CD Review: Mastodon — The Hunter; Playing The Tabernacle, December 2

The Hunter
Reprise Records

By Ellen Eldridge

Admittedly, the name Mastodon sounds like one of those maniacal, hard-hitting bands with a growling singer; the type of band that turns off chicks, and attracts angry, sweaty men.  The opening line to The Hunter calls, “I burned out my eyes,” while a melodious guitar riff cushions the blow from the onslaught of drum fills. Mastodon most definitely fits in a metal genre, but those who assumed Mastodon was a death metal band that just screamed incomprehensible lyrics need to check out the artistic and powerful release, The Hunter.

The first two tracks have been released with videos as singles, and these songs, “Black Tongue” and “Curl of the Burl,” take listeners deep into the world of Mastodon. The “Black Tongue” video revolves around the making of the album artwork from the beginning stages throughout the woodworking, and painting process. The intricacy of the creation adds a level of respect from fans for Mastodon because this obviously is not just a band of boys having a wild time; these guys delve into art and music.

In addition to art and music, Mastodon’s decision to write its name in runes speaks to the nature of historical influences. Runes existed as one of the steps in written language.  The M, mannaz, often symbolizes man, mankind, or the self.  This may have something to do with the themes on The Hunter, but the symbol in the place of the N in Mastodon most closely represents a runic H more than an N. The band, more likely than not, has no desire to say anything about its music or the artistic album themes with the use of the runes. A better guess would indicate the band’s inspiration and drive to explore other worlds.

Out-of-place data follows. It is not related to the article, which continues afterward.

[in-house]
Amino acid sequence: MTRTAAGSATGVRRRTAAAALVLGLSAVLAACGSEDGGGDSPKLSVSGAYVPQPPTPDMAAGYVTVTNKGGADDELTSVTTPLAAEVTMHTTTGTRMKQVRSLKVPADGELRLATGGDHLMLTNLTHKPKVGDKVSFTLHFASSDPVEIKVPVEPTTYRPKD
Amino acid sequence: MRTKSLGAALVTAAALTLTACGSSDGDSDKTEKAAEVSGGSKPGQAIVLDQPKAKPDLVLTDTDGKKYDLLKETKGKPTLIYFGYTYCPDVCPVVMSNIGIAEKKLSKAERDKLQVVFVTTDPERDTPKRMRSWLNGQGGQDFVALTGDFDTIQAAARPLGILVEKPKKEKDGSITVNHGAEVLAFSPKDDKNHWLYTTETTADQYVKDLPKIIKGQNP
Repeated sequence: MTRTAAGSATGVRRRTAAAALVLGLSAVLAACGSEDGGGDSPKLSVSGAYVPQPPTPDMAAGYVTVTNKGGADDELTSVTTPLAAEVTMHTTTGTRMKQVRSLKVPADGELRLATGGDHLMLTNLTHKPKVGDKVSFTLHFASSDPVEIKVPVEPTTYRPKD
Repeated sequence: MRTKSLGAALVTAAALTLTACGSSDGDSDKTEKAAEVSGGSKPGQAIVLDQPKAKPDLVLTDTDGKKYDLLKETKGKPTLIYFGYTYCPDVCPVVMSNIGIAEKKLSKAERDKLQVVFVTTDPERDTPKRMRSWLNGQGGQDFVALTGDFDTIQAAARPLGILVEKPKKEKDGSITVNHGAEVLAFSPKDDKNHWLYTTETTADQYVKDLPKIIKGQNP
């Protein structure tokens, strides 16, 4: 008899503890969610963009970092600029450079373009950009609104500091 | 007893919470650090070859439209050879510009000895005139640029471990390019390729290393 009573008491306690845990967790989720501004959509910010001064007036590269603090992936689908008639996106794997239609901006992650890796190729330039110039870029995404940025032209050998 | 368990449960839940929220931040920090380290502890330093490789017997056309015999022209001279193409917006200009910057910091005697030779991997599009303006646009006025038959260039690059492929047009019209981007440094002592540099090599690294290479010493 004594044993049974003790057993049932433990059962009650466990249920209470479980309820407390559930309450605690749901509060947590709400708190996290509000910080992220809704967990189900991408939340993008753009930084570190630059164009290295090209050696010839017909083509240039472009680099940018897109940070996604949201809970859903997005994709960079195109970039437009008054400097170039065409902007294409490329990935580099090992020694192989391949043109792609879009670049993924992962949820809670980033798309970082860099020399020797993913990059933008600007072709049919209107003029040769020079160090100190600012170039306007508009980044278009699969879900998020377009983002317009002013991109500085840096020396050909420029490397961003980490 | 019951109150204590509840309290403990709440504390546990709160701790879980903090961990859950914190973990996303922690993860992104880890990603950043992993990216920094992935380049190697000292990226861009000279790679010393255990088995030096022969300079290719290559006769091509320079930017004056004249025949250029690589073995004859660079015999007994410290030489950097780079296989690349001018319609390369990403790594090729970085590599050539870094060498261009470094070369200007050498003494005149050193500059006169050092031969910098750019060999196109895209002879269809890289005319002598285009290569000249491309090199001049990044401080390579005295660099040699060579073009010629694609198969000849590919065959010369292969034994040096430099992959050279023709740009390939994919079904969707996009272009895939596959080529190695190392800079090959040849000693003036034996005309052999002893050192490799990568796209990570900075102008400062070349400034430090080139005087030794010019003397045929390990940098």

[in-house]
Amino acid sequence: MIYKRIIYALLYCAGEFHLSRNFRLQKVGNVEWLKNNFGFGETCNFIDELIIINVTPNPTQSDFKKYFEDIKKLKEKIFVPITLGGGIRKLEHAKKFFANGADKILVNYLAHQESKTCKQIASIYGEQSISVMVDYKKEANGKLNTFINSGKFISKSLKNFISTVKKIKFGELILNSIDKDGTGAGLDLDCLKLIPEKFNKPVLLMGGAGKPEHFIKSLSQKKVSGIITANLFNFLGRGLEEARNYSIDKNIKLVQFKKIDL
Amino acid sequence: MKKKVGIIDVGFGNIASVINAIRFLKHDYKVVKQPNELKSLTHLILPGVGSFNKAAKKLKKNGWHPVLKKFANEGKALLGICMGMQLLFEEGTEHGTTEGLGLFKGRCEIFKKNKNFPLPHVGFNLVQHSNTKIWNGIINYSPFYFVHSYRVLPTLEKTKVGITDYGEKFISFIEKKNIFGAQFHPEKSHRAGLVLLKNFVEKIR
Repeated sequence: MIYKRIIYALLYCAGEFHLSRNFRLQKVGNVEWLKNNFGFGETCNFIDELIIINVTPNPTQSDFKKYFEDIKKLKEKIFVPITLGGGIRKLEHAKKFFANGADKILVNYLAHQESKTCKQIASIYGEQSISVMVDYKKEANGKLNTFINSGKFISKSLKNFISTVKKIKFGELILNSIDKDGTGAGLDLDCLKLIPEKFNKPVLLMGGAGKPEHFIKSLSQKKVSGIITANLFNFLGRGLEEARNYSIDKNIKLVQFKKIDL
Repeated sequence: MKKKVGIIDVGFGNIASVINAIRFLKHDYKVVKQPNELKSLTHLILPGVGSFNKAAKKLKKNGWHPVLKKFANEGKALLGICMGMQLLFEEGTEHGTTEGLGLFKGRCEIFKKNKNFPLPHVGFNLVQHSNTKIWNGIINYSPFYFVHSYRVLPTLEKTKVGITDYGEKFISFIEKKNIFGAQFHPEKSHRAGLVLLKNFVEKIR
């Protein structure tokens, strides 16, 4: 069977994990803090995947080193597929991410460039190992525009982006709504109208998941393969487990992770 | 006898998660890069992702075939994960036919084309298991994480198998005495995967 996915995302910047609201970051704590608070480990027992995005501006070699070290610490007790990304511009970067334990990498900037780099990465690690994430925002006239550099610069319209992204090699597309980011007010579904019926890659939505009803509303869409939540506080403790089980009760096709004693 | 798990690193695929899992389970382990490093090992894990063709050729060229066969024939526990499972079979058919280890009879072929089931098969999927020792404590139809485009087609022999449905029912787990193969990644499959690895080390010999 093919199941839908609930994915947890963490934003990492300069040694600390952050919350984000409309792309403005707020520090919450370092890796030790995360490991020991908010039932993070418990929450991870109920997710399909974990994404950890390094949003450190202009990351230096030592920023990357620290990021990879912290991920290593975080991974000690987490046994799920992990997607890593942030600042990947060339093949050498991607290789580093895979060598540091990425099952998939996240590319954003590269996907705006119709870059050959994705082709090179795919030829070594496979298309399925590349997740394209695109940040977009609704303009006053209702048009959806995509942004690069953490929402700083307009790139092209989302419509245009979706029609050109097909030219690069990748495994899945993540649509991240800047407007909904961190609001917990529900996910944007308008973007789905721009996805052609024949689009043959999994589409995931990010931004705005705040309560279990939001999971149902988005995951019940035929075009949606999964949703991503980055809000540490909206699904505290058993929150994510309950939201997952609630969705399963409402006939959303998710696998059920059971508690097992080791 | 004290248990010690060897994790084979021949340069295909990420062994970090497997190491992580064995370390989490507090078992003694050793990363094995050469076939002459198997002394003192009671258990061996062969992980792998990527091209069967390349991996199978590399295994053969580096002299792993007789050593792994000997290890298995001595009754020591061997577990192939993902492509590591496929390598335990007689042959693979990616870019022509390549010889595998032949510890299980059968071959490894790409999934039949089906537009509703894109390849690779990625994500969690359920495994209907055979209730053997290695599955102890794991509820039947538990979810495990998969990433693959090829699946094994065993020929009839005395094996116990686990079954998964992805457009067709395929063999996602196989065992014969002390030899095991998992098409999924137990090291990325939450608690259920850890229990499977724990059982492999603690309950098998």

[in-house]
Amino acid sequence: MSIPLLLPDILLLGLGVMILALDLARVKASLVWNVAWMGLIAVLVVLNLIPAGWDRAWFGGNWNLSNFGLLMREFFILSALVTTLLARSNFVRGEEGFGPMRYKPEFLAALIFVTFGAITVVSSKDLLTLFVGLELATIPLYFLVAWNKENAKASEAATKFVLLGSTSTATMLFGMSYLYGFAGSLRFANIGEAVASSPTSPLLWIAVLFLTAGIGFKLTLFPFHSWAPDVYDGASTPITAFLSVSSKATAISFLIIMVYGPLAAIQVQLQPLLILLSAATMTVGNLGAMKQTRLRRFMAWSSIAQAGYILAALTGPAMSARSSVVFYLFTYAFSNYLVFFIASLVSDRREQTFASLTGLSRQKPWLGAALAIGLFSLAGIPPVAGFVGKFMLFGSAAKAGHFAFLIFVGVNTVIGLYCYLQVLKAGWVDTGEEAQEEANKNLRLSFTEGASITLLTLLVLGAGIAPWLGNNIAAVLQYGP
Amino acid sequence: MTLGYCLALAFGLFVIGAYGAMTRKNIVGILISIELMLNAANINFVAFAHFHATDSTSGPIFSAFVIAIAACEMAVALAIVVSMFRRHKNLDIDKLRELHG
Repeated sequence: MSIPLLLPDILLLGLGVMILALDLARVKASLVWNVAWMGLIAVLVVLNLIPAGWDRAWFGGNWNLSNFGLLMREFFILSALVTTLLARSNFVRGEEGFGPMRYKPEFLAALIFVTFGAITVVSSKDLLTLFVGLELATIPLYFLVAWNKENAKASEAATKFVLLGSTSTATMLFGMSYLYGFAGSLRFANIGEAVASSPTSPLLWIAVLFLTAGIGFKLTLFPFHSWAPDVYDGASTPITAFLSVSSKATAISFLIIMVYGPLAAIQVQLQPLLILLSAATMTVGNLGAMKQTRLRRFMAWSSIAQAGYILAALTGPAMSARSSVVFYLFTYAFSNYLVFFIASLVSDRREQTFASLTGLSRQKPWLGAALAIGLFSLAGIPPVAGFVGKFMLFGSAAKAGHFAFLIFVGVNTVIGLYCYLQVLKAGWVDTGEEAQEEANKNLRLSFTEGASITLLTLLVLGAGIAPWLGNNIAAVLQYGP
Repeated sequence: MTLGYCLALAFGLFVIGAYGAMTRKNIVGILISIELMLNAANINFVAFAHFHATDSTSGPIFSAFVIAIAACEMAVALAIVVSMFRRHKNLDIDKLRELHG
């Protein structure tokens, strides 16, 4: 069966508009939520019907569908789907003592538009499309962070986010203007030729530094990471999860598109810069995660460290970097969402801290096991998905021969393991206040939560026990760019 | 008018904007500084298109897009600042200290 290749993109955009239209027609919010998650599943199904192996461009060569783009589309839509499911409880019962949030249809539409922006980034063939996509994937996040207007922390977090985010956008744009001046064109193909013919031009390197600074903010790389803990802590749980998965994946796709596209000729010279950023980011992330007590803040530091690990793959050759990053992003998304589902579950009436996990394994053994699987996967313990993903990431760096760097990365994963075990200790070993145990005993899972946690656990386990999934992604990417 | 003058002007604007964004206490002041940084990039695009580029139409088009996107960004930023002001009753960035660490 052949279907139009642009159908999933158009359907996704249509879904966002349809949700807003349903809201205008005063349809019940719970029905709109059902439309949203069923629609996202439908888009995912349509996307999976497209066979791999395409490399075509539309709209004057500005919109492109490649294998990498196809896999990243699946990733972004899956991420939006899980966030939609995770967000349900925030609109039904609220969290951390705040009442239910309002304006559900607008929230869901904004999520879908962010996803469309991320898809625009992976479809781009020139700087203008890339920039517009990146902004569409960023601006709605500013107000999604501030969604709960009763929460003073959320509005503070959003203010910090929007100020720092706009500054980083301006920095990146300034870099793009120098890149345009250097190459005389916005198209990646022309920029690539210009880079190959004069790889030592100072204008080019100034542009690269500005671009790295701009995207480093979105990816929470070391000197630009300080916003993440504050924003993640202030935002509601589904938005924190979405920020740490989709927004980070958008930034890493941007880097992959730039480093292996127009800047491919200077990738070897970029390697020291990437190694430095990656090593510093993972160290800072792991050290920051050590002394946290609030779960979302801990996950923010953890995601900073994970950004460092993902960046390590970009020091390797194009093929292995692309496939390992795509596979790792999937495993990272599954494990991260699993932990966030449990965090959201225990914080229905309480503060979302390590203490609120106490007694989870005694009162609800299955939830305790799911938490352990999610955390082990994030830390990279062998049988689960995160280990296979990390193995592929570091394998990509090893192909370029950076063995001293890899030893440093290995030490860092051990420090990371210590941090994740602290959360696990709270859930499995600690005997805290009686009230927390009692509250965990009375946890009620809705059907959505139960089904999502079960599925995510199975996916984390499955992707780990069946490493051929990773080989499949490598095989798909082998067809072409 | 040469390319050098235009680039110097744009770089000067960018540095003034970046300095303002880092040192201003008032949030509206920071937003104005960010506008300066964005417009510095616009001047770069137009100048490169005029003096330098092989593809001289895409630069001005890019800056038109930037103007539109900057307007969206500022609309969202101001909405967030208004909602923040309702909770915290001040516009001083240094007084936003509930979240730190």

“Curl of the Burl” extends the art theme, but adds a bit more of a message. According to Blabbermouth (, the “burl” is a knot in a tree that drug addicts will cut out and sell to wood-makers and sculptures.  The video’s surrealistic direction does a wonderful job taking the viewer on a journey through the woods, which could easily also represent the world itself. The thematic elements, musical, and artistic direction make this Mastodon’s best release yet.

“Blasteroid” contains the first real screaming on the album, and at track three that is not a late introduction, but Mastodon does manage to present the anger-filled vocals with a good amount of melody from the guitar riffs.

The rest of The Hunter stays strong, powerful, and addictive. Melodies like those found in the title track will attract fans from varying genres. Lines like “and the love I take is equal to the love I make” shows the band off as creative and in-tune with the blurry lines between art, music, and poetry.

Mastodon plays The Tabernacle, December 2.


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